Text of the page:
Jackie Kennedy Was a Scrapbooker, Too
The White House's Rose Garden has become a common backdrop for presidential press conferences and official state photographs, but it wasn't installed until 1962. John F. Kennedy wanted to improve the White House grounds, and asked Rachel "Bunny" Mellon, a close friend of the Kennedys and an avid gardener, to come up with a plan. Kennedy envisioned a "traditionally American" garden, according to the Washington Post, as a flower-filled setting for official ceremonies and for the first family to enjoy when the cameras weren't around.
Mellon came up with the plan for the Rose Garden and worked with the White House head gardener Irwin Williams and landscape architect Perry Wheeler to see her garden come to fruition. The Kennedy family loved the garden and to properly thank her for her hard work, Jackie Kennedy knew it would require a very special thank-you present.
Sadly, tragedy struck and in the wake of her husband's assassination, Jackie and her family had to leave the White House prematurely. Jackie never forgot Mellon's hard work, though. According to the Post, as a Christmas gift in 1966, she presented Mellon with a handmade scrapbook she had personally created. Inside, the inscription read: "For Bunny — who made the Rose Garden — and who brought so much happiness to all our lives."
The green-and-white striped scrapbook was a heartfelt thank you filled with memories of Mellon's work. There were blueprints of the garden design, photos of the work in progress, Jackie's own drawings, and dried flowers and plants from the garden were pressed into the scrapbook itself. To really make the memory book truly personal, Kennedy filled its pages with notes to Mellon, including one about how much her late husband loved the little spot of earth: "All his happiest hours in the White House were spent in his garden," she wrote, according to the Post.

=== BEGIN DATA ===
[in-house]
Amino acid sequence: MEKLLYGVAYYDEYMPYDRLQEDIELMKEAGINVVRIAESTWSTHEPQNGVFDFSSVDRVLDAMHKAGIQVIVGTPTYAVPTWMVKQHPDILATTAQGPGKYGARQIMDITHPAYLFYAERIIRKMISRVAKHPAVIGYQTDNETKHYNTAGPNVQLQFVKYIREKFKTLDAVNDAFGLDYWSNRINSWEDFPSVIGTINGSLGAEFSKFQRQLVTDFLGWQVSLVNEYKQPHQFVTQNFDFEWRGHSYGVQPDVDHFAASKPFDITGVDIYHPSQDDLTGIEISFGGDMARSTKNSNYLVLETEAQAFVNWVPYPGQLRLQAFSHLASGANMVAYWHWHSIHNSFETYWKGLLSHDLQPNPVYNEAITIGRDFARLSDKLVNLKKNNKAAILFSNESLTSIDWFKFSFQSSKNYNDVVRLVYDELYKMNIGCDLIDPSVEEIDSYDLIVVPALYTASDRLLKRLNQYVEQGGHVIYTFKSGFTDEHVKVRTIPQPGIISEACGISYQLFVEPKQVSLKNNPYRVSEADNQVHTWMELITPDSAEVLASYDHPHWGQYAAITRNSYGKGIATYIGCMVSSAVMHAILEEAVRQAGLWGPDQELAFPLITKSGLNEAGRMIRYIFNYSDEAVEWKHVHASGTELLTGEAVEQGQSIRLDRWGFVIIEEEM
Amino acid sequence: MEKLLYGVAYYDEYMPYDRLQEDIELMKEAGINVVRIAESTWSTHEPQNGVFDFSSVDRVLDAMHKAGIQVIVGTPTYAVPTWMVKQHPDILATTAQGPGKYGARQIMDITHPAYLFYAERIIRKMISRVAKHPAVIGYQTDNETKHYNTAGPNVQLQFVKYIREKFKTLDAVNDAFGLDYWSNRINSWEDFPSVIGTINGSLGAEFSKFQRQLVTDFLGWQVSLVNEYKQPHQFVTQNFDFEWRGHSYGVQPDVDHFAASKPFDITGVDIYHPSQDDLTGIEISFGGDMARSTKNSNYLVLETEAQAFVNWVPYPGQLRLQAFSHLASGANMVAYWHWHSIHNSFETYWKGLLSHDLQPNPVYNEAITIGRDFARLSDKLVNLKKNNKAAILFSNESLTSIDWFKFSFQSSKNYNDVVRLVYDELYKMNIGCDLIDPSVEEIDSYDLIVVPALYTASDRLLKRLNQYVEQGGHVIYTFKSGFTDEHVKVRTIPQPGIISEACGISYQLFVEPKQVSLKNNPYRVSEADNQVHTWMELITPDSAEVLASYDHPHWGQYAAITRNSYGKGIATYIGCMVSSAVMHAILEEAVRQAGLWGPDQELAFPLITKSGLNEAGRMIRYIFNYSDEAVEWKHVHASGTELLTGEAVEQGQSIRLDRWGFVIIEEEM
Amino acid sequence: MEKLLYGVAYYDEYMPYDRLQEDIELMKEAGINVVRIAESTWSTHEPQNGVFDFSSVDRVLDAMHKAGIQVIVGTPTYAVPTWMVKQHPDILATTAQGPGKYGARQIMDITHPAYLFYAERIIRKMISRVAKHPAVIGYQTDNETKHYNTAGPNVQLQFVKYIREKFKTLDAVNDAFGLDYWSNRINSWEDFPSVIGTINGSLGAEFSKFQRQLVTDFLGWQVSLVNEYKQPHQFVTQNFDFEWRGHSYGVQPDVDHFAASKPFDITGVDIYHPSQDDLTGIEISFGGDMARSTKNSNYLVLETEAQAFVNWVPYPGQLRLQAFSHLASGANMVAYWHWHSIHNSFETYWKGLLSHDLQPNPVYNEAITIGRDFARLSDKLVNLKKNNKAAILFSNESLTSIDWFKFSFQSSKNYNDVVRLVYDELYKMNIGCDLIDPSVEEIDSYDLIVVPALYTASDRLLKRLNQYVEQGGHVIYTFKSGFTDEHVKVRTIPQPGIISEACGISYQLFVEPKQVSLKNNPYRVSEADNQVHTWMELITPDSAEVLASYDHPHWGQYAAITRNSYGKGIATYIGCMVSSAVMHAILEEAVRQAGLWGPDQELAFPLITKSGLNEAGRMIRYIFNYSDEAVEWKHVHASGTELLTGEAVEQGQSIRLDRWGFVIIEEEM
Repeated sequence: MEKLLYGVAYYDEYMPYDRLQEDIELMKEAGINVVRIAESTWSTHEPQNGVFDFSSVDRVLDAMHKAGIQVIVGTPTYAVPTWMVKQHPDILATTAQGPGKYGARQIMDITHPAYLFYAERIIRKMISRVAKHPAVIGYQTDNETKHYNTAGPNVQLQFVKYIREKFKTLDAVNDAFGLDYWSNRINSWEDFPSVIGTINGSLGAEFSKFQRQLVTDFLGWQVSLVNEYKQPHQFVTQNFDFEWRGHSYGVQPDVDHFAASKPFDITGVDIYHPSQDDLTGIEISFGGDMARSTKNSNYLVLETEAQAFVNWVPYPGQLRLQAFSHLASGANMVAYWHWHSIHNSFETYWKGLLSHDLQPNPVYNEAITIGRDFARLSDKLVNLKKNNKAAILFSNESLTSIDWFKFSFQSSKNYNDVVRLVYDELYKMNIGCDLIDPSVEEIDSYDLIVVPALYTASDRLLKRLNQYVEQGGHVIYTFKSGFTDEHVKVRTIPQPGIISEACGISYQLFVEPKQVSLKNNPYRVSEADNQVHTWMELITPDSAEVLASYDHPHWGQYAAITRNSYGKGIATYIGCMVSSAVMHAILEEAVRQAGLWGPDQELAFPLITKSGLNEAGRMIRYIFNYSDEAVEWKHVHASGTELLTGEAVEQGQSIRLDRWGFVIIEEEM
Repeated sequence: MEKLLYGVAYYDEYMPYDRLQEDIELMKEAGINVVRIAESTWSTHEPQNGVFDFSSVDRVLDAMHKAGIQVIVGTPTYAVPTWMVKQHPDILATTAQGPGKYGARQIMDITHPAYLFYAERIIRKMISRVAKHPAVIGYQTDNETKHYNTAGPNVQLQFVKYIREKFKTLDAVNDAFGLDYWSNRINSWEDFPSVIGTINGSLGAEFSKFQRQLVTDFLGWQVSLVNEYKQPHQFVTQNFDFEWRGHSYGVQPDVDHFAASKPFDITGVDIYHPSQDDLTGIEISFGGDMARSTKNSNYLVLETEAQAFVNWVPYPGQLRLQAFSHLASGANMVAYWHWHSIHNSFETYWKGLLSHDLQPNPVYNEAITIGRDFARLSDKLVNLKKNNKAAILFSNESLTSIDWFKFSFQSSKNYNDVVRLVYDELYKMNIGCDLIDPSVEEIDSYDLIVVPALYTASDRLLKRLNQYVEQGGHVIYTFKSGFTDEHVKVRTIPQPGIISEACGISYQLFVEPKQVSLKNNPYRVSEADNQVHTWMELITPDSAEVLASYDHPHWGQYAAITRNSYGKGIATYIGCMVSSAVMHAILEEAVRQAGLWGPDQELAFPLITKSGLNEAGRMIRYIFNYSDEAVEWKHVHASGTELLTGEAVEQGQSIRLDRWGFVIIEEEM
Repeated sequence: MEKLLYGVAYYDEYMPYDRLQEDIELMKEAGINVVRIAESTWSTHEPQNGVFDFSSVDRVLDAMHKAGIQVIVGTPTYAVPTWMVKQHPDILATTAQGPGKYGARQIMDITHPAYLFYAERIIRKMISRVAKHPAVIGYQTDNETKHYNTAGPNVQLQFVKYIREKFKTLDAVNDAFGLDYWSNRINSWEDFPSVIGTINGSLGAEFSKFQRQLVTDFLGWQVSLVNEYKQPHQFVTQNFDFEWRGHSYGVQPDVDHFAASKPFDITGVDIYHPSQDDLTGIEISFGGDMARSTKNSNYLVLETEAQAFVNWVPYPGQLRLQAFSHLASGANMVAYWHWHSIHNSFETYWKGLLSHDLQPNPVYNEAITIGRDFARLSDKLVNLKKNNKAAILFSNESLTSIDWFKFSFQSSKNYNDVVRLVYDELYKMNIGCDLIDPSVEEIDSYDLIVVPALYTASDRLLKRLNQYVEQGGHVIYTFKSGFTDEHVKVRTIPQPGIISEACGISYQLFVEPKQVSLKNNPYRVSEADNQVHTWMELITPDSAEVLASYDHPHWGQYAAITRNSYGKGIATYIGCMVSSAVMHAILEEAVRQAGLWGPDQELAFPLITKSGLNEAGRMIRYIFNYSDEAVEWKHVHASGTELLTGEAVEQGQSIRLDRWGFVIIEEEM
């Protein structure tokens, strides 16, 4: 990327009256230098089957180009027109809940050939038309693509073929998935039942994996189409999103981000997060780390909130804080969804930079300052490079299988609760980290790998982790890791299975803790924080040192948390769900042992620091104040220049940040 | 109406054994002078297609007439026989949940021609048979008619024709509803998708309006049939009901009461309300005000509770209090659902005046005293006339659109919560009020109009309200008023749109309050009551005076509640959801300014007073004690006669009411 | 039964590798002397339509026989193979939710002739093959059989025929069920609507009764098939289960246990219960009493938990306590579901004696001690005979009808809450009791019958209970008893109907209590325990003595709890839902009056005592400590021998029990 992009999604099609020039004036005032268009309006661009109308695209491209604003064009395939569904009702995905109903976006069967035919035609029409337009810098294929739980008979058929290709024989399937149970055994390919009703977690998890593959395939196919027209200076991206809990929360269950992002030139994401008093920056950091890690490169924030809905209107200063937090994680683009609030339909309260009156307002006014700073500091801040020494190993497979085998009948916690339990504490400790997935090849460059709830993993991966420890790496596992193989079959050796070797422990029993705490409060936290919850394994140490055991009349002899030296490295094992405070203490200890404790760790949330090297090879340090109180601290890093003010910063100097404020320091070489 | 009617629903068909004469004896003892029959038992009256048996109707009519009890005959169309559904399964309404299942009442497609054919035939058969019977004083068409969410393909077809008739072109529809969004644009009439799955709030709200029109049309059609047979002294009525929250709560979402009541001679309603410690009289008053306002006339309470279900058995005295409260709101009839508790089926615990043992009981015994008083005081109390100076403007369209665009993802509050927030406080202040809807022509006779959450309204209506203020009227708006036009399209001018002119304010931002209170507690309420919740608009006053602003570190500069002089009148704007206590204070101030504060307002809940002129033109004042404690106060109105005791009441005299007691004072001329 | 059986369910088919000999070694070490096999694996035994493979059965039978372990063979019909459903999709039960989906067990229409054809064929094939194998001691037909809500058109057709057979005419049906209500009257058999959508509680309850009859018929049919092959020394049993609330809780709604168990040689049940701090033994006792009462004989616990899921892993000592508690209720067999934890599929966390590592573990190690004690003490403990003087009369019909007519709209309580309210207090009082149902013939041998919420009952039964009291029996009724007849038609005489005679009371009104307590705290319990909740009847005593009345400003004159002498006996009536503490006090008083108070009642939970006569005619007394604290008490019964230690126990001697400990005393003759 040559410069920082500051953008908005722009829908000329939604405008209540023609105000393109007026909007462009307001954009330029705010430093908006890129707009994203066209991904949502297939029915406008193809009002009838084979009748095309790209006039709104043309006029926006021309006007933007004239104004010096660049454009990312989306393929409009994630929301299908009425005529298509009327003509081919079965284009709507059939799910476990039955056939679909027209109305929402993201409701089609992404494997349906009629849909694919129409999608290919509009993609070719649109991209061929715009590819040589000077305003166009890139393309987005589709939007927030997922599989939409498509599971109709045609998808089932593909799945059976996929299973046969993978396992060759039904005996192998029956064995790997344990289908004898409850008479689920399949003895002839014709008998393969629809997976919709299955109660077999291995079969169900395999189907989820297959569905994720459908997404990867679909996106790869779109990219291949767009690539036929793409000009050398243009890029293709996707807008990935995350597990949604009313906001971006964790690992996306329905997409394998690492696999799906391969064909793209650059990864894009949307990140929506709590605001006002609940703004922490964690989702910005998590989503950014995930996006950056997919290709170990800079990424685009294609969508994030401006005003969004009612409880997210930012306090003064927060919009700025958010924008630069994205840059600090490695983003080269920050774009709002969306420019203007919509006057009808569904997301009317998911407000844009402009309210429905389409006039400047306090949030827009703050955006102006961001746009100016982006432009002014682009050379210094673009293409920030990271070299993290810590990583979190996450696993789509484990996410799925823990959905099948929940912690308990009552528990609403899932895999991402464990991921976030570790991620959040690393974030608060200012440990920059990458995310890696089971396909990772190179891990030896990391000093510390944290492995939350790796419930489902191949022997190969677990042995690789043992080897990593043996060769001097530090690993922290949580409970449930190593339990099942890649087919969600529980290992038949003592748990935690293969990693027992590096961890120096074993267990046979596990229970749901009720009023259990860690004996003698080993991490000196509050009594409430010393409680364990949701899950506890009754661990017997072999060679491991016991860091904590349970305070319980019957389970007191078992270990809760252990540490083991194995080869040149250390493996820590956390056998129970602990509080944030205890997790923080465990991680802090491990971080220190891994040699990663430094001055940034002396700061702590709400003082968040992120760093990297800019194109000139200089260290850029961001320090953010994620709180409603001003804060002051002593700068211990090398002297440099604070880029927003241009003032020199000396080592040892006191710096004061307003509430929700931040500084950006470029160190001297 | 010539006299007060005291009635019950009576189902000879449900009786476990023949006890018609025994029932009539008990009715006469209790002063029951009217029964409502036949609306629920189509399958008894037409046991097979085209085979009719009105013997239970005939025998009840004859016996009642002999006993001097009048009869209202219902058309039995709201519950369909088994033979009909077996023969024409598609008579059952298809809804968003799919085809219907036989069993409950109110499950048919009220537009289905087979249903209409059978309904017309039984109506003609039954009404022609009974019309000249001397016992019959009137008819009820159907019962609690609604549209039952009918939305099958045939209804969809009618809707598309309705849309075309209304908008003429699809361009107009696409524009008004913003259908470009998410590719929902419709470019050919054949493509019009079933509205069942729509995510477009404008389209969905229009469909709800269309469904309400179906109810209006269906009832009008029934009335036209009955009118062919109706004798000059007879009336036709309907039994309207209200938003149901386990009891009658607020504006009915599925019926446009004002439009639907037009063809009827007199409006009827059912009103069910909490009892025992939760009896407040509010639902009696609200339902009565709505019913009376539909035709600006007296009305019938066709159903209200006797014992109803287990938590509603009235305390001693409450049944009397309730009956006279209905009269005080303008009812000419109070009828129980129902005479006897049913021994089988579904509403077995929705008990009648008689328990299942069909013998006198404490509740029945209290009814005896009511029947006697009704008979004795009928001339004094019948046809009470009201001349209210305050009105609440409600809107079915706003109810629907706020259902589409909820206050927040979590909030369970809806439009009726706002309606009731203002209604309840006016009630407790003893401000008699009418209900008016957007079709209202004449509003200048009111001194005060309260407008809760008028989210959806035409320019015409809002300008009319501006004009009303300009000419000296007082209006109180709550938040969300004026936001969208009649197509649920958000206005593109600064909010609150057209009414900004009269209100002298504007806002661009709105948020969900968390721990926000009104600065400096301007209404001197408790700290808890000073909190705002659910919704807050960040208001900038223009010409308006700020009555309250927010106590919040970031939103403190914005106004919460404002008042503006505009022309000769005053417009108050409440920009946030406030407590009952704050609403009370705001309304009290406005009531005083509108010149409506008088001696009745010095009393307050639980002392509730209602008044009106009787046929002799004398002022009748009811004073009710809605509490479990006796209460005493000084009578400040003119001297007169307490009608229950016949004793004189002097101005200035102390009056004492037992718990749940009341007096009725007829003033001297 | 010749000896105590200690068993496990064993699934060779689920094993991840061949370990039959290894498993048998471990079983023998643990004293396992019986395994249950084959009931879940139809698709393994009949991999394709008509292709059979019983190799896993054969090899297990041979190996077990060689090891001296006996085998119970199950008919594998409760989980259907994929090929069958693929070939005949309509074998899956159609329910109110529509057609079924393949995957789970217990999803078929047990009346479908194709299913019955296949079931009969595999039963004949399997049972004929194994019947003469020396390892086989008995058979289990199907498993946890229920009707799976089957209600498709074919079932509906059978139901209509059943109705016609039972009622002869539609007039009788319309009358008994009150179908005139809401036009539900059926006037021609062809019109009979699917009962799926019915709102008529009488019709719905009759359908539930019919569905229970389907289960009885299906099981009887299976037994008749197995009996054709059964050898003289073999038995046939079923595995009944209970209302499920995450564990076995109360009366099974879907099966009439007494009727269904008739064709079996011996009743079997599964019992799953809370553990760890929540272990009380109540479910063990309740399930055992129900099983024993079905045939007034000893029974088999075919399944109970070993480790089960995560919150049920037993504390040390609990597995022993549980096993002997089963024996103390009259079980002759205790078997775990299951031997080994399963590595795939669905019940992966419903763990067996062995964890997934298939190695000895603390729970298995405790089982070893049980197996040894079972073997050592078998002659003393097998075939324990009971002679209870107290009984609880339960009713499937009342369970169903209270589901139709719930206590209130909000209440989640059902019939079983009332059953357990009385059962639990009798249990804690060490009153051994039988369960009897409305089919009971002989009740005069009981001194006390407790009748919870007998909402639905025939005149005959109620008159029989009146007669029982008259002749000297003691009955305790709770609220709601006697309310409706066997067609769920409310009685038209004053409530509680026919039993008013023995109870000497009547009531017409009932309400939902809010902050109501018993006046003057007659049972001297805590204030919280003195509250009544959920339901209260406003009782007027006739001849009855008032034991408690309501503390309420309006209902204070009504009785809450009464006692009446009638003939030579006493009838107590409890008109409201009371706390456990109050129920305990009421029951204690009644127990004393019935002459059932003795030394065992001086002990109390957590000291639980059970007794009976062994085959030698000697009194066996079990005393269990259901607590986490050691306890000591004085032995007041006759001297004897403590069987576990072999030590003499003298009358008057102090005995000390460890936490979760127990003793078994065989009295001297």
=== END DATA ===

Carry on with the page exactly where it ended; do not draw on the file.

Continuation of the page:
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Mellon reportedly adored the scrapbook (how could she not?) and made sure to include it in her collection of rare gardening and landscape design books and artifacts housed in the Oak Spring Garden Library in Upperville, Va., which she had specially built to house her collection. It just goes to show the power of a truly thoughtful handmade gift.